Difference in opinion is wonderful...

 

Sometimes it's frustrasting that other people don't see that obviously the designer is right! (please note sarcasm)

 

Ultimately, designers are not always right. It is the very nature of this job that results in many possible outcomes and it is all these possibilities that lead to a solution. I think that it is a positive sign when others disagree with my work because it means that we are getting closer to a solution. Before everyone can agree, we first have to disagree!

 

One skill that sets designers apart from others is our ability to collect information, filter it and propose an outcome. One of the best inputs for this is other peoples opinions. Unlike Gyoko, I think it is important to respect everyones opinion. The value of an opinion is not based on whether or not the person has studied at 5 different schools. An opinion is just a personal insight on a particular issue.

 

The value of an opinion is that it is often not tarnished by design knowledge and so can remain completely separate from it.

 

A critique is different. In my workplace, I try to make it very clear when I am providing a critique of a project and when I am providing an opinion. A critique will often be business related and will always be based on my design knowledge - does this product fit in with existing lines? Will it sell? Does it achieve the desired results?

 

In contrast, when I provide my opinion I might comment on whether or not I like the product? This is personal.

 

At the end of the day It is important to hear others. You will never learn from yourself.

 

An answer to bosses pet projects - BAD IDEA - do not get involved! At the end of the day it is up to the individual to politely disagree and step aside if need be.

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Guest rodanx86

Helman, its tough when the bosses essentually mandates that you work on his or her pet project. Not being involved is sometimes not an option at all.

 

I think it is important to note something I learned in school. Often times, the teacher will present a certain design challenge that has little appeal. Though I didn't particularly think that the assigment was cool, or that it might be an abismal failure, I still was motivated to work because I love the design process more than I love the end result.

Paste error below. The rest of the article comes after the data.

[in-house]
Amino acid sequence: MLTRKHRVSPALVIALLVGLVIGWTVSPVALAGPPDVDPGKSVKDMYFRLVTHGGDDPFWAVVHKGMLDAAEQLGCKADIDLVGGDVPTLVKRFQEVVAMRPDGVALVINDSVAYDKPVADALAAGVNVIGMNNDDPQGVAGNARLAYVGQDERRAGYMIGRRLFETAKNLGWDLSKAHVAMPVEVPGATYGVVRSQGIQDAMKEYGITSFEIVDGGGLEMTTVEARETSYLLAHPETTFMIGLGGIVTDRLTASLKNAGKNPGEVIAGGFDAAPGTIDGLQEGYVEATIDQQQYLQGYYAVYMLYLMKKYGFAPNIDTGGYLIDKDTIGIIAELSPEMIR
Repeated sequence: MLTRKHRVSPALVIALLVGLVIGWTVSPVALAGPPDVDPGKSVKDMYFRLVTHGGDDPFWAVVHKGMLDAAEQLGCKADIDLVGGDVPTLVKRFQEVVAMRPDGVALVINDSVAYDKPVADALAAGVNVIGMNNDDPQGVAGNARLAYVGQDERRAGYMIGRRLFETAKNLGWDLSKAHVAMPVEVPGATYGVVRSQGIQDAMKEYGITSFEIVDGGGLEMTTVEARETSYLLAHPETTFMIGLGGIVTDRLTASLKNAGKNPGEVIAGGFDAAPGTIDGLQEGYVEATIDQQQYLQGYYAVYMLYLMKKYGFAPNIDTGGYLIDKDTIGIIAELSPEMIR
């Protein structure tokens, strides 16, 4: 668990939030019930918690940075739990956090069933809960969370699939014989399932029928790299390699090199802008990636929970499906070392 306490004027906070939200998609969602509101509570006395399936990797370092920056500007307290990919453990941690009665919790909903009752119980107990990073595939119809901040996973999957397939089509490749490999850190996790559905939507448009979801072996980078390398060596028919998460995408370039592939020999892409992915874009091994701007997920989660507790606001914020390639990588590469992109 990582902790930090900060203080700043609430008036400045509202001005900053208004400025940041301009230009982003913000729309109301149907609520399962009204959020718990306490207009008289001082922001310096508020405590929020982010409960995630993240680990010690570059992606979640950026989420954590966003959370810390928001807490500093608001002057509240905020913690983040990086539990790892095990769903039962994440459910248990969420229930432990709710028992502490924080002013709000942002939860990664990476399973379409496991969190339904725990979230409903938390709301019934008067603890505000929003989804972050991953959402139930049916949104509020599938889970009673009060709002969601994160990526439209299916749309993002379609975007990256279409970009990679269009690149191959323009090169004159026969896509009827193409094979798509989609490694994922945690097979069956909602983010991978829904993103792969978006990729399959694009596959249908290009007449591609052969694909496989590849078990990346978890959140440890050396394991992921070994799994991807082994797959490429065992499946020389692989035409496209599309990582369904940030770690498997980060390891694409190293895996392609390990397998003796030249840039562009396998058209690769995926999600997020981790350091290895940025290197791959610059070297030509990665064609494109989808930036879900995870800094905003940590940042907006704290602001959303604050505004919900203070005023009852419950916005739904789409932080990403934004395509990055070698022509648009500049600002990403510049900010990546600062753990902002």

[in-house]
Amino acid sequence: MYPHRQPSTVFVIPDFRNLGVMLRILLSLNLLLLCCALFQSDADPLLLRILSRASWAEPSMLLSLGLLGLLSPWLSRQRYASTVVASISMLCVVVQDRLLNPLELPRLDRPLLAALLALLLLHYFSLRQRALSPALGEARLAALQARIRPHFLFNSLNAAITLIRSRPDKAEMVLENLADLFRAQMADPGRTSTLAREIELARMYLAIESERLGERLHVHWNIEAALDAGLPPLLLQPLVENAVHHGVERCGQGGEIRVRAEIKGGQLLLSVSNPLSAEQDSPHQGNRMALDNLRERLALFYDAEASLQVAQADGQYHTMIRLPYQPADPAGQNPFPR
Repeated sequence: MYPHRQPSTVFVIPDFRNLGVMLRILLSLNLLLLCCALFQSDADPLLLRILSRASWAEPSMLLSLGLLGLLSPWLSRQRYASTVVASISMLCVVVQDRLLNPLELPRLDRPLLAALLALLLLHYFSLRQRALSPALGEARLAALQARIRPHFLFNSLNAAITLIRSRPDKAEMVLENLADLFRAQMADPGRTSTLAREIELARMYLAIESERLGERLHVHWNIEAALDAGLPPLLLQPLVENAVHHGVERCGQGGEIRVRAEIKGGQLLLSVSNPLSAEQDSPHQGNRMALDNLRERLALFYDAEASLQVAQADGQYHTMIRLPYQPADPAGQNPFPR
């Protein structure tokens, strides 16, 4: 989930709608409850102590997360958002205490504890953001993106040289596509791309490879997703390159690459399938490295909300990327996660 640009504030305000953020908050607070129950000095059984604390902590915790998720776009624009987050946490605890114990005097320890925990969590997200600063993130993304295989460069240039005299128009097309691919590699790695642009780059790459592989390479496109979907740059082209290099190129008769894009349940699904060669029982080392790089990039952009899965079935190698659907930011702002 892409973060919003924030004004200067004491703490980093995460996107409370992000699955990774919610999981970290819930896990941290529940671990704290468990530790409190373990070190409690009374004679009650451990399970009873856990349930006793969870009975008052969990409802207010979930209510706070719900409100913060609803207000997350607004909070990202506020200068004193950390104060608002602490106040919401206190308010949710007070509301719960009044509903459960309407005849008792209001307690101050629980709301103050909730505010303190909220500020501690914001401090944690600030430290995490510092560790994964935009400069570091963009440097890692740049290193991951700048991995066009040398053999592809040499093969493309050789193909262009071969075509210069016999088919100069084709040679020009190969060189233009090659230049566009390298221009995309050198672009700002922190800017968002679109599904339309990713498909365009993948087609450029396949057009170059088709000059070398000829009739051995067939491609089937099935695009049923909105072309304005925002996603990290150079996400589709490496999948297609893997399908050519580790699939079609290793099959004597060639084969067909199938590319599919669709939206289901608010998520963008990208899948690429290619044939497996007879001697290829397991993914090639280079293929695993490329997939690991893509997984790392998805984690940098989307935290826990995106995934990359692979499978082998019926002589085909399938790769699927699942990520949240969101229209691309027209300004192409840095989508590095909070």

I guess, in some situations, where one may have a difference of opinion, one could still get the satisfaction and sense of accomplishment from going through the design process, even if the end result will inevitably be a dud.

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Guest helman

Yeah I agree, the process is really important. And, yes, even if it will be a dud you can say that you tried your hardest.

 

You could look at this whole issue another way...

 

As designers we are employed on the basis that we have alot of opinions about alot of things. You could argue that designers are actually very good at dealing with opinions. I guess this comes from the fact that the work we do ultimately revolves around whther or not people like the thing - this comes down to each and every individuals opinion.

 

With regards to your bosses pet project...

 

I have been in a similar situation and I actually questioned my boss like this:

"Boss, do you think it is a designers responsibility to inform a customer when their idea may not be a good one or in a situation where the client is clearly misguided in terms of the design possibilities?"

 

My boss didn't understand my question - I subsequently decided that that job was not for me.

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Guest abhishek

process..this is what we say..and trust me listening those stupid sounding arguments or comments helps u most of the time. like i have this stupid friend of mine. in product design only..he loves pulling my leg pointing out the stuff i generally have missed out or left. though i am the one who has done the research n all so i know where my concept stands..but taking those comments from someone else point of view(who knows the basic of product design) helps a lot most of the time.

i know..no one likes to listen those hard words about his concept..but take the feedback..be it negative or posetive..its going to help u only..

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Guest GYOKO

today I just had a talk on the similiar topic with an art historian... we were discussing the art critics. There is wide understanding among the general public, that are critics are unsuccessful artists, which is absolutly not true. They are just people who found a different interest in arts, than the artists. And, they are much more competent to give opinions than the artists themselves.

What I was trying to say, is that not anyone is competent enough to give an opinion.